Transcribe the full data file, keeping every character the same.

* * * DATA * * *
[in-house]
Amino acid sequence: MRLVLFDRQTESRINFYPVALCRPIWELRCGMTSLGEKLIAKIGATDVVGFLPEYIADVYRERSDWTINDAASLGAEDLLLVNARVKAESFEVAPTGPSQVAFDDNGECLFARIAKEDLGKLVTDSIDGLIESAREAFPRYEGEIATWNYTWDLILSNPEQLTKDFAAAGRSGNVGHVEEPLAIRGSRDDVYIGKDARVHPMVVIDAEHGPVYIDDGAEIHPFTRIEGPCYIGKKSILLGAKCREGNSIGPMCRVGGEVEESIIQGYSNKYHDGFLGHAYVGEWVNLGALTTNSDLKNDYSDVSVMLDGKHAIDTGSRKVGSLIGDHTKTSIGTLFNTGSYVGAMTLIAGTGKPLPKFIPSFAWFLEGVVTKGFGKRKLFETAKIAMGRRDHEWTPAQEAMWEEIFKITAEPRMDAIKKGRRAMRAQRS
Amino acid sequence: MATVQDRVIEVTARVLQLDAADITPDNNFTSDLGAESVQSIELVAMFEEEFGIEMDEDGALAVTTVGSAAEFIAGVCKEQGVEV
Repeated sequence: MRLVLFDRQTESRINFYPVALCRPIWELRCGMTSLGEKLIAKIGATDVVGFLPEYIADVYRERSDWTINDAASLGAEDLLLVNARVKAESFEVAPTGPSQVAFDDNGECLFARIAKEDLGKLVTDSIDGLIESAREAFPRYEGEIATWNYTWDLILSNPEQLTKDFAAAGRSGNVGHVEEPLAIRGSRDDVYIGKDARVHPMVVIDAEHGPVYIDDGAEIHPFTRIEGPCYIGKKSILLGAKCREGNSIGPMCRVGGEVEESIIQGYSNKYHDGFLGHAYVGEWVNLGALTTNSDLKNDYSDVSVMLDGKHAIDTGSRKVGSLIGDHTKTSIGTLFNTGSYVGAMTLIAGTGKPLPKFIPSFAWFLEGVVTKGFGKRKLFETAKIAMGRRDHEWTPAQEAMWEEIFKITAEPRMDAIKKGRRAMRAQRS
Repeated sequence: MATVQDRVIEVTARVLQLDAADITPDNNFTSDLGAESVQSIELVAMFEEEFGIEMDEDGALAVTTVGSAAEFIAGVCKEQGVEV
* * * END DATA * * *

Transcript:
[in-house]
Amino acid sequence: MRLVLFDRQTESRINFYPVALCRPIWELRCGMTSLGEKLIAKIGATDVVGFLPEYIADVYRERSDWTINDAASLGAEDLLLVNARVKAESFEVAPTGPSQVAFDDNGECLFARIAKEDLGKLVTDSIDGLIESAREAFPRYEGEIATWNYTWDLILSNPEQLTKDFAAAGRSGNVGHVEEPLAIRGSRDDVYIGKDARVHPMVVIDAEHGPVYIDDGAEIHPFTRIEGPCYIGKKSILLGAKCREGNSIGPMCRVGGEVEESIIQGYSNKYHDGFLGHAYVGEWVNLGALTTNSDLKNDYSDVSVMLDGKHAIDTGSRKVGSLIGDHTKTSIGTLFNTGSYVGAMTLIAGTGKPLPKFIPSFAWFLEGVVTKGFGKRKLFETAKIAMGRRDHEWTPAQEAMWEEIFKITAEPRMDAIKKGRRAMRAQRS
Amino acid sequence: MATVQDRVIEVTARVLQLDAADITPDNNFTSDLGAESVQSIELVAMFEEEFGIEMDEDGALAVTTVGSAAEFIAGVCKEQGVEV
Repeated sequence: MRLVLFDRQTESRINFYPVALCRPIWELRCGMTSLGEKLIAKIGATDVVGFLPEYIADVYRERSDWTINDAASLGAEDLLLVNARVKAESFEVAPTGPSQVAFDDNGECLFARIAKEDLGKLVTDSIDGLIESAREAFPRYEGEIATWNYTWDLILSNPEQLTKDFAAAGRSGNVGHVEEPLAIRGSRDDVYIGKDARVHPMVVIDAEHGPVYIDDGAEIHPFTRIEGPCYIGKKSILLGAKCREGNSIGPMCRVGGEVEESIIQGYSNKYHDGFLGHAYVGEWVNLGALTTNSDLKNDYSDVSVMLDGKHAIDTGSRKVGSLIGDHTKTSIGTLFNTGSYVGAMTLIAGTGKPLPKFIPSFAWFLEGVVTKGFGKRKLFETAKIAMGRRDHEWTPAQEAMWEEIFKITAEPRMDAIKKGRRAMRAQRS
Repeated sequence: MATVQDRVIEVTARVLQLDAADITPDNNFTSDLGAESVQSIELVAMFEEEFGIEMDEDGALAVTTVGSAAEFIAGVCKEQGVEV